40.    The enhanced efforts of all relevant sectors and stakeholders should include increased or improved (a) actions by members of individual sectors and stakeholders, (b) collaboration between and among key sectoral and stakeholder groups, (c) multi-stakeholder and multisectoral dialogue throughout the implementation of the Framework, and (d) contributions, as appropriate, to achieve the shared vision as well as the objective and targets of the Framework.
41.    All stakeholders, especially the public sector, including health and care services, are invited to enhance the contribution to the sound management of chemicals and waste through safe and sustainable chemicals and waste policies, contracts and practices in workplaces and communities, and through procurement policies that prioritize protective practices.
42.    The involvement of industry and the private sector throughout the value chain needs to be significantly enhanced under the Framework at all levels. The roles and responsibilities of industry and the private sector throughout the value chain in implementing the sound management of chemicals and waste offer a strong basis for enhanced involvement and action and should be clearly identified and developed.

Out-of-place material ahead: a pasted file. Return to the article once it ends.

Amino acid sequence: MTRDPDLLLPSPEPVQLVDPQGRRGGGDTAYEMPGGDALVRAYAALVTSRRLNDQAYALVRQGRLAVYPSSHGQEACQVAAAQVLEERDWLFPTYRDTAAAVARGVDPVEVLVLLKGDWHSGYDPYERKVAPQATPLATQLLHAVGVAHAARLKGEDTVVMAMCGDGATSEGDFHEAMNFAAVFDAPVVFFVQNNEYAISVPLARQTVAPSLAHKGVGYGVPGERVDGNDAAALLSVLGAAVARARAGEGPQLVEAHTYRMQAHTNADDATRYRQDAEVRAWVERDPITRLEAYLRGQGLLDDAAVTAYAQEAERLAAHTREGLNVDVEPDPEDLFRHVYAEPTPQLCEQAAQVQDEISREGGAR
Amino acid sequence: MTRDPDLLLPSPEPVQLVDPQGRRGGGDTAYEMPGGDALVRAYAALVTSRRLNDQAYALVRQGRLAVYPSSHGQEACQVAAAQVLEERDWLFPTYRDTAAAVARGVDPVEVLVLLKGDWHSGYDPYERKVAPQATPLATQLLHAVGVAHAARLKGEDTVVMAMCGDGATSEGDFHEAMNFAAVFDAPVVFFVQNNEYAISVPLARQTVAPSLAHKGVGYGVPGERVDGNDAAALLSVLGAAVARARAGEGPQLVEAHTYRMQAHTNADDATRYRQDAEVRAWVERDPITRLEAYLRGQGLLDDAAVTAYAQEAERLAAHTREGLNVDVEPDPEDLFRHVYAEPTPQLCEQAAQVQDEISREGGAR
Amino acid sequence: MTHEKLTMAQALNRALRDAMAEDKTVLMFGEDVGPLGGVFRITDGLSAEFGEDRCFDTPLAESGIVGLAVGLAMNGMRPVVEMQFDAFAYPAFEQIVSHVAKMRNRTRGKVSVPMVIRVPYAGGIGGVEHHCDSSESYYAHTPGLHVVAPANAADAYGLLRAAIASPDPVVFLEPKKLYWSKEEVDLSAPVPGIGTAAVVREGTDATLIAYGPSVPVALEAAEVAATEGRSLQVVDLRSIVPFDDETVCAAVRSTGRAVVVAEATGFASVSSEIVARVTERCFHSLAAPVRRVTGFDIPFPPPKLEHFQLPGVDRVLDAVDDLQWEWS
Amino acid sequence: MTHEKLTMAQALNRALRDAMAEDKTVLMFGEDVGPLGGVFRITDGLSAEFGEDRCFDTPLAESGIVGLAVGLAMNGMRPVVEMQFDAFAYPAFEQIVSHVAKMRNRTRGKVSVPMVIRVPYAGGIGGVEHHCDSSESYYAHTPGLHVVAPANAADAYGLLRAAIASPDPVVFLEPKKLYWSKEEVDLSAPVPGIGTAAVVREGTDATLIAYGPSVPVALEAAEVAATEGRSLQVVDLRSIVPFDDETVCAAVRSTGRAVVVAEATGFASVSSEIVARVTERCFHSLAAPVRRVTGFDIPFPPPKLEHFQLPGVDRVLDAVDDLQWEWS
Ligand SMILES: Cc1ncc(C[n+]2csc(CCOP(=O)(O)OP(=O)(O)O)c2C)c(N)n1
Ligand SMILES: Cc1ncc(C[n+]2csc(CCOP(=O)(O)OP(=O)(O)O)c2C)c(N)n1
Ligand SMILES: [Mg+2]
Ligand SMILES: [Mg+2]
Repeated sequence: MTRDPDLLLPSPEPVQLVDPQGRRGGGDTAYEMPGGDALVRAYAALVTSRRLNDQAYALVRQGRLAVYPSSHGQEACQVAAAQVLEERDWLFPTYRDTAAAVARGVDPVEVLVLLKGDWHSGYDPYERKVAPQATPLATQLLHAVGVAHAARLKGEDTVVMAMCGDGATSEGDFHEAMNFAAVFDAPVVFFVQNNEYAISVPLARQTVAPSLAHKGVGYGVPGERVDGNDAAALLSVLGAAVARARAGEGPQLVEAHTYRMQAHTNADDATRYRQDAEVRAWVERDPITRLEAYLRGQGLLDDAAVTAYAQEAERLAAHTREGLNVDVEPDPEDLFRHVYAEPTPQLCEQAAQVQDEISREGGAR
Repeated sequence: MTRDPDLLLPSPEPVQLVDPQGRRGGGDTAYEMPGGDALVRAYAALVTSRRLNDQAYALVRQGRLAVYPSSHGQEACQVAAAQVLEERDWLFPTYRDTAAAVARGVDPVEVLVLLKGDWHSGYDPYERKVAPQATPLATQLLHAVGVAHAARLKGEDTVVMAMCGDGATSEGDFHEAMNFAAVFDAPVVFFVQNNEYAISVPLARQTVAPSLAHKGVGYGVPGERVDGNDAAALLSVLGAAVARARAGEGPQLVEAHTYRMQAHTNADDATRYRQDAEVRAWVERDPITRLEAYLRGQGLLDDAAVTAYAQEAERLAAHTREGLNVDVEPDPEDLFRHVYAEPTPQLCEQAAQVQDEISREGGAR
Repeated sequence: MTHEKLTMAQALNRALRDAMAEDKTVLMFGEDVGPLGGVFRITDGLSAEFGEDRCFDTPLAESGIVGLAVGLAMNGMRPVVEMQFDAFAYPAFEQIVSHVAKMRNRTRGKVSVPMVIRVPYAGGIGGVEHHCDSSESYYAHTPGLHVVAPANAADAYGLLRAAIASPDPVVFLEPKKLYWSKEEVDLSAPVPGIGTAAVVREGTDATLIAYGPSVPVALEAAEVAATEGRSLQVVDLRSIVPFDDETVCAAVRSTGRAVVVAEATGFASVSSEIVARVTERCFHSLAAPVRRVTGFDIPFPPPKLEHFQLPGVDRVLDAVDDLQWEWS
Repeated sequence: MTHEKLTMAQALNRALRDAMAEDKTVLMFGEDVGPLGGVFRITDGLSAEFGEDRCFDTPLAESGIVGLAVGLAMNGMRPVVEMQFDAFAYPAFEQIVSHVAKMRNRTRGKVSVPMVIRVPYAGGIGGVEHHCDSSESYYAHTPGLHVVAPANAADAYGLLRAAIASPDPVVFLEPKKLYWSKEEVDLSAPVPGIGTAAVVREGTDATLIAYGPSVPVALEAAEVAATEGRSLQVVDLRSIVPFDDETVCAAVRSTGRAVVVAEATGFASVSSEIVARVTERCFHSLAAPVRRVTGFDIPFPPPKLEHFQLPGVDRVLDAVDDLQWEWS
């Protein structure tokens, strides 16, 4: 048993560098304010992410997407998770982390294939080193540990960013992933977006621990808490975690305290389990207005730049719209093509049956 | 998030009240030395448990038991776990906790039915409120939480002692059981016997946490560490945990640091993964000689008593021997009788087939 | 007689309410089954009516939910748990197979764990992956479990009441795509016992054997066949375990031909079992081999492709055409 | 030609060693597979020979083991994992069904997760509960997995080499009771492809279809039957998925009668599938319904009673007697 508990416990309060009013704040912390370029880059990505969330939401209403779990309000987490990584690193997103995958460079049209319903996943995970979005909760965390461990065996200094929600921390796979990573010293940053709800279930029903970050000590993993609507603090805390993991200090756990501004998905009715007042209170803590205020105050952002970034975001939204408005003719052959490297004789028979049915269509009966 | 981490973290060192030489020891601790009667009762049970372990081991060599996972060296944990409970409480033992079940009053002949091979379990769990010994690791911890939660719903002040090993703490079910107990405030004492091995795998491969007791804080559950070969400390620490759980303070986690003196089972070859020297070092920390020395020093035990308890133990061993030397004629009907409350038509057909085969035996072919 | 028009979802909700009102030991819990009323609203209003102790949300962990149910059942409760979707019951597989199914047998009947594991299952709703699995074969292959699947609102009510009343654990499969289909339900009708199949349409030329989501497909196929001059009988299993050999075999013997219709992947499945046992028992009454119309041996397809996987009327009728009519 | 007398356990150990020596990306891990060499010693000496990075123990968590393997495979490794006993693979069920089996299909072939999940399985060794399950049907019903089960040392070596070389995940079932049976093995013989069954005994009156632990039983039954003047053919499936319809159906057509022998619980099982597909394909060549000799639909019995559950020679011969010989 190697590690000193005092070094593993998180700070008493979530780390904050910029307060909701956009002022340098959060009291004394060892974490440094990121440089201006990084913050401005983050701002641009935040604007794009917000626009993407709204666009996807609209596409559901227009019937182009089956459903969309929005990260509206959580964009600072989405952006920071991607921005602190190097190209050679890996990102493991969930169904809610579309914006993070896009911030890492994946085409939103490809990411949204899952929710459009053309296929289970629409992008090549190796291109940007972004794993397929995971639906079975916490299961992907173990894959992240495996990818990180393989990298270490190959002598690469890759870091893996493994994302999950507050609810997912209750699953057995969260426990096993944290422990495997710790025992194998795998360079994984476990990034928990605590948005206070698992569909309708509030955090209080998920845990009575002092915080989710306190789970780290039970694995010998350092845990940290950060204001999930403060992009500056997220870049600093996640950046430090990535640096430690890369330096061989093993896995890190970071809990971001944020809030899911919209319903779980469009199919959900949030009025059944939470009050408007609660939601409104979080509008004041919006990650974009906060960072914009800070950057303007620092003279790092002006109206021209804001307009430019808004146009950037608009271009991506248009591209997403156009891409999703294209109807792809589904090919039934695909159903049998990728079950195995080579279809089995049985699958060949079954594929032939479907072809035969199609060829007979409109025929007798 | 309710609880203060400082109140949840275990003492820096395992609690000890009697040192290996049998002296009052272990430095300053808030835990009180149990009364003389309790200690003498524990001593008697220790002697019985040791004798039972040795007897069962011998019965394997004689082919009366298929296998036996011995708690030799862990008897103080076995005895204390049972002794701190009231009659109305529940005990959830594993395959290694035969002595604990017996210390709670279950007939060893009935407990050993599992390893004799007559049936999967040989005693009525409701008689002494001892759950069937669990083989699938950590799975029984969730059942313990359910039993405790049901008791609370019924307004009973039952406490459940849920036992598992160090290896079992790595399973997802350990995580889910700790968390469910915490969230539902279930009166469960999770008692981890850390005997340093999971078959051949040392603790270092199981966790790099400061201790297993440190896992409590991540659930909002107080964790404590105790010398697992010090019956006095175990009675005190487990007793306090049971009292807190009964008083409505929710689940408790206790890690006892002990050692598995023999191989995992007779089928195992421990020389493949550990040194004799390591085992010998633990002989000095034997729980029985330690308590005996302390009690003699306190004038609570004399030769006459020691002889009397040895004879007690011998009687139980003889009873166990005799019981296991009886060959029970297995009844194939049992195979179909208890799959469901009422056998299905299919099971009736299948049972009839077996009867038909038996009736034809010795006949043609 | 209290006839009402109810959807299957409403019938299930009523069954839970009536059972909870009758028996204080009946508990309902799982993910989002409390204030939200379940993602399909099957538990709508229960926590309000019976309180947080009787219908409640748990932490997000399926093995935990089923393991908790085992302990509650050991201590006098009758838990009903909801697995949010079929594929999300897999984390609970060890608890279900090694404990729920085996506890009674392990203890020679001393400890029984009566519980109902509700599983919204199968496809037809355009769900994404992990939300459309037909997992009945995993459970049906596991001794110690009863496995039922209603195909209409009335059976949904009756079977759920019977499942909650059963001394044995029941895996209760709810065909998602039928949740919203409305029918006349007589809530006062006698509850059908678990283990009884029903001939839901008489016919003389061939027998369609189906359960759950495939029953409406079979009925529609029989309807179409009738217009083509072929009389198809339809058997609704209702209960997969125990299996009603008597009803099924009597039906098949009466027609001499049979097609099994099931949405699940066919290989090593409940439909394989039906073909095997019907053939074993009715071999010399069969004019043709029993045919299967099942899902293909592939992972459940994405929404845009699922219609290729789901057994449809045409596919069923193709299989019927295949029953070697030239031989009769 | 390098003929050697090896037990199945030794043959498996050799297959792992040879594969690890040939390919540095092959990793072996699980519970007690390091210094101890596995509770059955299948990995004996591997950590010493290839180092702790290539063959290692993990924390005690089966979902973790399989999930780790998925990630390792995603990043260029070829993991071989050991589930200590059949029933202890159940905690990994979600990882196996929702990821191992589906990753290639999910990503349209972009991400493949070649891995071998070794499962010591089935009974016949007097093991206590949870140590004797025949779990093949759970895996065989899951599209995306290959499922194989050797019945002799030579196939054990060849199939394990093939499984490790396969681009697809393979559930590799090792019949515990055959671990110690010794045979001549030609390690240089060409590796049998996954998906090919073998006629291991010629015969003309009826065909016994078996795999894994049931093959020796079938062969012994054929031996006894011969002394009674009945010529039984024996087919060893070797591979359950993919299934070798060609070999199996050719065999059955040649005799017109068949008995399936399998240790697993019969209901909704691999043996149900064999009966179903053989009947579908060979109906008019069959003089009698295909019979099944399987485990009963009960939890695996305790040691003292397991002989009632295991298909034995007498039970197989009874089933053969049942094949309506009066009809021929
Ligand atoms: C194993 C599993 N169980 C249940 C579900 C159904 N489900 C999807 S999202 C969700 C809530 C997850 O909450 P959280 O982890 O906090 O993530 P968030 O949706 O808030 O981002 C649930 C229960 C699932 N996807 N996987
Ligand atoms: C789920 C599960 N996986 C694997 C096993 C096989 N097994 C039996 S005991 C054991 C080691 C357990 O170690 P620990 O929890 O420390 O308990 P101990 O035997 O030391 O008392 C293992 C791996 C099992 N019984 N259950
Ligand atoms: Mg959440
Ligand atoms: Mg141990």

43.    Industry and the private sector should conduct due diligence to ensure that international standards, including International Labour Organization standards, on health and safety in the management of chemicals and waste are put in place throughout their value chains in order to protect health and respect human rights.
44.    Stakeholders are invited to set out their future actions to implement the Framework in workplans, road maps, milestones, pledges or other appropriate commitments, which should contain a clear definition of the roles and responsibilities of the sector and/or stakeholder in question and of the intended implementation mechanism that contributes to the achievement of the objectives and targets, as well as opportunities for collaboration or joint actions.
45.    The health sector has a critical role and unique expertise to contribute to the sound management of chemicals and waste and to the promotion of health and well-being. Stakeholders are encouraged to use the World Health Organization Chemicals Road Map, as appropriate, as a tool to facilitate cross-sectoral collaboration and to identify concrete actions that the health sector can contribute towards the achievement of the strategic objectives of the Framework.
46.    The sound management of chemicals and waste in the world of work is essential for protecting workers, communities and the environment. A safe and healthy working environment is a fundamental principle and right at work; therefore, all workers should be protected from hazardous chemicals and waste along the entire supply chain. Workplace measures and policies, including the ratification and implementation of relevant International Labour Organization standards, should be integrated in chemicals and waste management efforts.